French court convicts 11 of teenage abuse online

“We have won and we’ll win again,” Mila said after the suspended sentences of between four and six months were announced on Wednesday.

Mila was 16 when her first Instagram clip went viral.

She has since received 100,000 hate messages, her lawyer says, and lives under 24-hour police protection.

The young woman, known as Mila, has now turned 18 and was forced to withdraw from school over the abuse.

Her anti-Islam comments came after she was called a “dirty lesbian” by a Muslim blogger after speaking about her sexuality on Instagram.

Her story has revived debate about freedom of speech and blasphemy in the country, as well as protection for schoolchildren from online bullying.

Ten men and three women aged between 18 and 30 from different areas of France went on trial for online harassment at the beginning of June, with some accused of sending death threats to the teenager.

However, the case against one was dropped due to lack of evidence while another was released due to a procedural problem.

The other 11 defendants were given suspended sentences and so will only serve time in prison if they are convicted for other crimes. Some will also have to pay €1,500 ($1,773; £1,287) in damages to the teenager, as well as €1,000 for her legal fees.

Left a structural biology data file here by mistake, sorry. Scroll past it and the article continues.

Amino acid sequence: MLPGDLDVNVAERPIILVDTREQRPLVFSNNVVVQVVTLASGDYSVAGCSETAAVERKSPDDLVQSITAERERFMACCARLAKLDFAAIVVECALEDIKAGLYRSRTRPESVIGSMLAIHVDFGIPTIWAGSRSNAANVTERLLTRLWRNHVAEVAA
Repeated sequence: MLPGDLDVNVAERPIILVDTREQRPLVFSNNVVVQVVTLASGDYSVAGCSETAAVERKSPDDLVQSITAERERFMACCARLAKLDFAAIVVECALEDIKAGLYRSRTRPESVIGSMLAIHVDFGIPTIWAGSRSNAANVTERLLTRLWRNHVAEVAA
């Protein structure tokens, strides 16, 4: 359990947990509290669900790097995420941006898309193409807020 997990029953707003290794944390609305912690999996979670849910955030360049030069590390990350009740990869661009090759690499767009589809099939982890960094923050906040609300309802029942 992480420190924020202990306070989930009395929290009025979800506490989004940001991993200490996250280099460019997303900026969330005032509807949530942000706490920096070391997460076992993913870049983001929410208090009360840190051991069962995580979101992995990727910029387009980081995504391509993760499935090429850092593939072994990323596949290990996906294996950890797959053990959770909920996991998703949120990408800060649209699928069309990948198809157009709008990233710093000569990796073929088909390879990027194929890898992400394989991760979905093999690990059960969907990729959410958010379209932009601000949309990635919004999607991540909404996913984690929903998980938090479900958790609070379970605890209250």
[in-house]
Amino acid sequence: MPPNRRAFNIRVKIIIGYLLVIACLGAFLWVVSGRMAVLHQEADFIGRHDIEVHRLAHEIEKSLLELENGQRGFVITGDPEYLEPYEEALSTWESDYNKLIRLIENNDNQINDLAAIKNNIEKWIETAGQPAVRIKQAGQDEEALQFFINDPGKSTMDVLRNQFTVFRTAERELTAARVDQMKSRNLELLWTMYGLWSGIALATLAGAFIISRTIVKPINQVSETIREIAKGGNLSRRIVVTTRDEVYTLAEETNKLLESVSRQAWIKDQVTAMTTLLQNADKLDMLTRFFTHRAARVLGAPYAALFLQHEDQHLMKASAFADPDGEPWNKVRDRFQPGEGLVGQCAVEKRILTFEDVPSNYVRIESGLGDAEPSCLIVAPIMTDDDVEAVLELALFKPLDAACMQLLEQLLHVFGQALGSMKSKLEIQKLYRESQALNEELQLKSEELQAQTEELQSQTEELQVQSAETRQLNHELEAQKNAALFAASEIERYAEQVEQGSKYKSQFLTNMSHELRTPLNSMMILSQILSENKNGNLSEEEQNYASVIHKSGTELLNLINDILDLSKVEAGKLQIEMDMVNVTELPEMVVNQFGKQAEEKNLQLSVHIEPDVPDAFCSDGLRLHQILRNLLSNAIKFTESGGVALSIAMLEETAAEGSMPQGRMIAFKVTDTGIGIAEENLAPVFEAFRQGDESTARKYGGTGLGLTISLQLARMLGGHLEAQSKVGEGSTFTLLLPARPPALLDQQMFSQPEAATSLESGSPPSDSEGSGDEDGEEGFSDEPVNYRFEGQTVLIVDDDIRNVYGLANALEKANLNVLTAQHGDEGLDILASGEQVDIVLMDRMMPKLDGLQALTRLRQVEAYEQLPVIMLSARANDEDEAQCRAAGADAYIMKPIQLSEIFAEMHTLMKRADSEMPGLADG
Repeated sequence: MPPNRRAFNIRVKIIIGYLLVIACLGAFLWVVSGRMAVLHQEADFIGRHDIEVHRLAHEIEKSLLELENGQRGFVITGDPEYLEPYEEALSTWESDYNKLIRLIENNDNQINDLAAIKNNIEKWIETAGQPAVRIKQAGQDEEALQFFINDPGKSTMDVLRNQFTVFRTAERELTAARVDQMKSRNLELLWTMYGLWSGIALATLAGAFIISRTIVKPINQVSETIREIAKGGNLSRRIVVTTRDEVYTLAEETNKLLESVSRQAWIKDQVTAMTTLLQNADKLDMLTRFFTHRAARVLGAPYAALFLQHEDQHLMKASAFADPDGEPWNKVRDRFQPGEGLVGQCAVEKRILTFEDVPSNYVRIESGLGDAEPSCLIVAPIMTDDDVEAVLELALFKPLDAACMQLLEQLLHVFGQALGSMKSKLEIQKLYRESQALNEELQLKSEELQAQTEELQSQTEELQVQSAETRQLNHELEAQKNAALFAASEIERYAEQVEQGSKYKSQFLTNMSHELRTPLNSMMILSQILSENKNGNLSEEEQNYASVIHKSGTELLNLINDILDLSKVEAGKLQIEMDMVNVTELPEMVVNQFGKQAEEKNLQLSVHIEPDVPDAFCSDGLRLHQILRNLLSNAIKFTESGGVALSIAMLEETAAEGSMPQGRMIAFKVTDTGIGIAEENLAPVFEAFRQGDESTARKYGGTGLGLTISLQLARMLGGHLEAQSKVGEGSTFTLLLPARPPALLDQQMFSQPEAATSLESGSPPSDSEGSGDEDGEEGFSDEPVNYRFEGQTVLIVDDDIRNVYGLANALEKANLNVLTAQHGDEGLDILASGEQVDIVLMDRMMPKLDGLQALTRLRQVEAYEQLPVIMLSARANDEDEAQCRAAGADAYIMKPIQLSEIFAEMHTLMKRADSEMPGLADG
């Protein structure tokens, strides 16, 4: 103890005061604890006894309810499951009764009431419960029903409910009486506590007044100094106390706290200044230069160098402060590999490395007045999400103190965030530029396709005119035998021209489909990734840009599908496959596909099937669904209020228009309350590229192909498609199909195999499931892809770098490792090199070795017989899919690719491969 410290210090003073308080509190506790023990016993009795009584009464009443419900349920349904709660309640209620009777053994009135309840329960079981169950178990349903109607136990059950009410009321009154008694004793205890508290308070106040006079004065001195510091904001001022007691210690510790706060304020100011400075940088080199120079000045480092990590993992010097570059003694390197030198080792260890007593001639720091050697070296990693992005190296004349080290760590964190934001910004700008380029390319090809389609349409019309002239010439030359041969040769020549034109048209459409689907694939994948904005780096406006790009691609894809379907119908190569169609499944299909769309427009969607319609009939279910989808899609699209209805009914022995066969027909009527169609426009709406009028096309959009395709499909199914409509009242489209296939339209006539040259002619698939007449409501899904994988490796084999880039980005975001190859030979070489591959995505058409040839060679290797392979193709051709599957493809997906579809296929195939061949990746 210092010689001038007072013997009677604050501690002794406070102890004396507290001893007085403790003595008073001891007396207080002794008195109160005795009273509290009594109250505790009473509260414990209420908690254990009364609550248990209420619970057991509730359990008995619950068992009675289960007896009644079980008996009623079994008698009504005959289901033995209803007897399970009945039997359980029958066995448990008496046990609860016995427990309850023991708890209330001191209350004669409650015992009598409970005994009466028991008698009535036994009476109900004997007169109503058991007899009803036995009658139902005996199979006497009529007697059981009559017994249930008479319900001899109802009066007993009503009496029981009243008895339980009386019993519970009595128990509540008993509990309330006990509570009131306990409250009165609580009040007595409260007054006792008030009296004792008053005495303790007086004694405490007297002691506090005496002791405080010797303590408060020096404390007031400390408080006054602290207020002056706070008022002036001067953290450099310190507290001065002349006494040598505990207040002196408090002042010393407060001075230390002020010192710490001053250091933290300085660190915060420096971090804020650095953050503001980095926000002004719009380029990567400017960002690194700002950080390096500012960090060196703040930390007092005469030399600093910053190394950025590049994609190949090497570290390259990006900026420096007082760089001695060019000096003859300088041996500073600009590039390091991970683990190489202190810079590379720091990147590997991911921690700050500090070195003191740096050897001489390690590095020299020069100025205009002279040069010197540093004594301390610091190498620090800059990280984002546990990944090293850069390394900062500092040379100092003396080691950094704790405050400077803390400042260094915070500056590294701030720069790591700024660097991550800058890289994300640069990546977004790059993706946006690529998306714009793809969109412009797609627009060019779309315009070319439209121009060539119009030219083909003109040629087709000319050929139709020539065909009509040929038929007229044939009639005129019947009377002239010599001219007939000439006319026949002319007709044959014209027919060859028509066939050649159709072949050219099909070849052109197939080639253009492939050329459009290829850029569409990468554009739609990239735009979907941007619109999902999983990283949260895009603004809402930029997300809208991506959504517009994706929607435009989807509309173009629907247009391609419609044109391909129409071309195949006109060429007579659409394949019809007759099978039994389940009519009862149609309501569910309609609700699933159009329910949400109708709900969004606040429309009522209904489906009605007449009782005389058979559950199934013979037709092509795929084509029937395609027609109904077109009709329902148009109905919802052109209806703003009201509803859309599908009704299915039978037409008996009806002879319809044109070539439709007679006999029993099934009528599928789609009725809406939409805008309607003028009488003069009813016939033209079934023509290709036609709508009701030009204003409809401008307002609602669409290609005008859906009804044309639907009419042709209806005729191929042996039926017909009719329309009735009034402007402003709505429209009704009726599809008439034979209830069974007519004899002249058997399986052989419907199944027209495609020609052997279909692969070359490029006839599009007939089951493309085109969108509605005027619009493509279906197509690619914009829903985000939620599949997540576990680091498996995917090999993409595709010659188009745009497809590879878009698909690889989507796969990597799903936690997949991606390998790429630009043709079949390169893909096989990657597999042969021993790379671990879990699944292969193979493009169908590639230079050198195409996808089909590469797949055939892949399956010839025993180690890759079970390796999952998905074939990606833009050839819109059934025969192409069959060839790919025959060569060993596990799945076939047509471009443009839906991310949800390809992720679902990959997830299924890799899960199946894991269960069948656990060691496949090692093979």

The judge said the tweets were part of a campaign of “harassment which had a psychological and physical impact” on Mila.

“In the street, one would refrain from insulting or threatening or insulting someone whose attitudes and words we dislike,” he added. “The same goes for social media.”

Speaking to the media after the sentences were announced, Mila said: “I don’t ever want victims to be blamed again.”

In October, a 23-year-old was sentenced to three years over online death threats against the teenager.

After Mila’s original remarks, in which she described Islam as a “religion of hate”, two opposing hashtags sprang up: #JeSuisMila (I am Mila) and #JeNeSuisPasMila.

President Emmanuel Macron spoke out in support of the teenager, arguing that in France “we have the right to blaspheme”.

A French schoolteacher was murdered in October last year after showing caricatures of the Prophet Muhammed to a class discussing freedom of expression.


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